Balancing Act: Supreme Court Rules That Filing A Proof Of Claim For Stale Debt Does Not Violate The Fair Debt Collection Practices Act

The U.S. Supreme Court has held that the filing of a proof of claim in bankruptcy proceedings with respect to time-barred debt is not a "false, deceptive, misleading, unfair, or unconscionable" act within the meaning of the Fair Debt Collection Practices Act ("FDCPA") when there continues to be a right to repayment after the expiration of the limitations period under applicable state law. The Court's decision in Midland Funding, LLC v. Johnson1 resolved a split among the federal courts of appeal about the application of the FDCPA to proofs of claim in bankruptcy proceedings. While the decision is favorable for creditors, applicable state law (Alabama, in this case) played a key role in the Court's conclusion that the creditor held a "claim" under the Bankruptcy Code. Creditors must be aware of and review the relevant state law in the jurisdiction of collection to determine whether the filing of a proof of claim could be deemed false, deceptive, or misleading.


In Midland Funding, the defendant-creditor filed a proof of claim in the plaintiff-debtor's Chapter 13 bankruptcy proceeding for unpaid, ten-year-old credit card debt.2 As such, the applicable six-year statute of limitations under Alabama law for an action to recover the subject debt had expired before the filing of the bankruptcy and the proof of claim.3 The bankruptcy court sustained the debtor's objection and disallowed the creditor's claim.4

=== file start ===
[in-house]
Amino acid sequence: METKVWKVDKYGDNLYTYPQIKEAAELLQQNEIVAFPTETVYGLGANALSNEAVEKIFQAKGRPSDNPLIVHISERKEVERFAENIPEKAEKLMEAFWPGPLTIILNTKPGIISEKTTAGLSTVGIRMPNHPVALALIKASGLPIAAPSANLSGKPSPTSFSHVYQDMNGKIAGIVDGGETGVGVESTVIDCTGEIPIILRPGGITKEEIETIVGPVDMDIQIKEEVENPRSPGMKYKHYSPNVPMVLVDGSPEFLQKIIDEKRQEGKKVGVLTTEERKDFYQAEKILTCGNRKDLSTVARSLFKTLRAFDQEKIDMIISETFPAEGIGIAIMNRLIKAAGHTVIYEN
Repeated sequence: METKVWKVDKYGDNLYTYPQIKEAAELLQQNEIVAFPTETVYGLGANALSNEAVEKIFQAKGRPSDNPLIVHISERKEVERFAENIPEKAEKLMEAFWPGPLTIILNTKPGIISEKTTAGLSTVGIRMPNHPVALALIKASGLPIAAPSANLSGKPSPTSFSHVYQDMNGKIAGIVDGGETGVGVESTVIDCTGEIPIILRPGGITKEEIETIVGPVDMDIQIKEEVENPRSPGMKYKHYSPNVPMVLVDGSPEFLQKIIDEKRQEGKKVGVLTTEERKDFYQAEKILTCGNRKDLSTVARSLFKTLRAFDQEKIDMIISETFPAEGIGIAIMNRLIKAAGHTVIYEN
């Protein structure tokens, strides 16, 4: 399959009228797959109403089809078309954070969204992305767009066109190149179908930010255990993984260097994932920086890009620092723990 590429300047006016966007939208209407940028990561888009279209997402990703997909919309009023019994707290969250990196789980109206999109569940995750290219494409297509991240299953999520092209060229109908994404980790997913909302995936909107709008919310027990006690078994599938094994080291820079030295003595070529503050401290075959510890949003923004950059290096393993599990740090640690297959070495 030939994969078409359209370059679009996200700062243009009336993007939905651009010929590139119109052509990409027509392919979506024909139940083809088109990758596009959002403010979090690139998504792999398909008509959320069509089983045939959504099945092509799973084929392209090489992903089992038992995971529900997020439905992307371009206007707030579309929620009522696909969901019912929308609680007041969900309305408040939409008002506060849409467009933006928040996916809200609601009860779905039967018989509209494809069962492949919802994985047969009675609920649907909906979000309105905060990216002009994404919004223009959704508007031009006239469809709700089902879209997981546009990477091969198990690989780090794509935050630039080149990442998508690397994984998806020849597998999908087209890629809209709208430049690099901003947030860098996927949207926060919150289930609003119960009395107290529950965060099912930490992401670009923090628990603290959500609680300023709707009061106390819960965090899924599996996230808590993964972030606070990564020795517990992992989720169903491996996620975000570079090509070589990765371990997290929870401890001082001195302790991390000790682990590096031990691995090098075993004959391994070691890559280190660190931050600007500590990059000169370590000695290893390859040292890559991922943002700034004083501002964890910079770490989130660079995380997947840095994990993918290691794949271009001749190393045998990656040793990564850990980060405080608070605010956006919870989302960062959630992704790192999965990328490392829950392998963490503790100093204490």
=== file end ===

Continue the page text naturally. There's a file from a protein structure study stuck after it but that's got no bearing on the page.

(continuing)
After the bankruptcy court disallowed the claim, the plaintiff-debtor filed suit in the U.S. District Court for the Southern District of Alabama alleging, on behalf of herself and a putative class, that the filing of the proof of claim with respect to a time-barred debt violated the FDCPA. The district court dismissed the complaint, finding an "irreconcilable conflict" between the Bankruptcy Code and the FDCPA.5 The district court noted that because the Bankruptcy Code prevails where it is in conflict with the FDCPA, and because the Bankruptcy Code entitles a creditor to file a proof of claim on an outdated debt, there can be no liability under the FDCPA.6 The Eleventh Circuit reversed, holding that a "debt collector" who files a "knowingly time-barred proof of claim" in a Chapter 13 bankruptcy is not insulated from FDCPA liability even though the Bankruptcy Code allows the filing of a proof of claim for time-barred debt.7

The Supreme Court's Opinion

The Supreme Court granted certiorari to consider two questions: (1) whether the...

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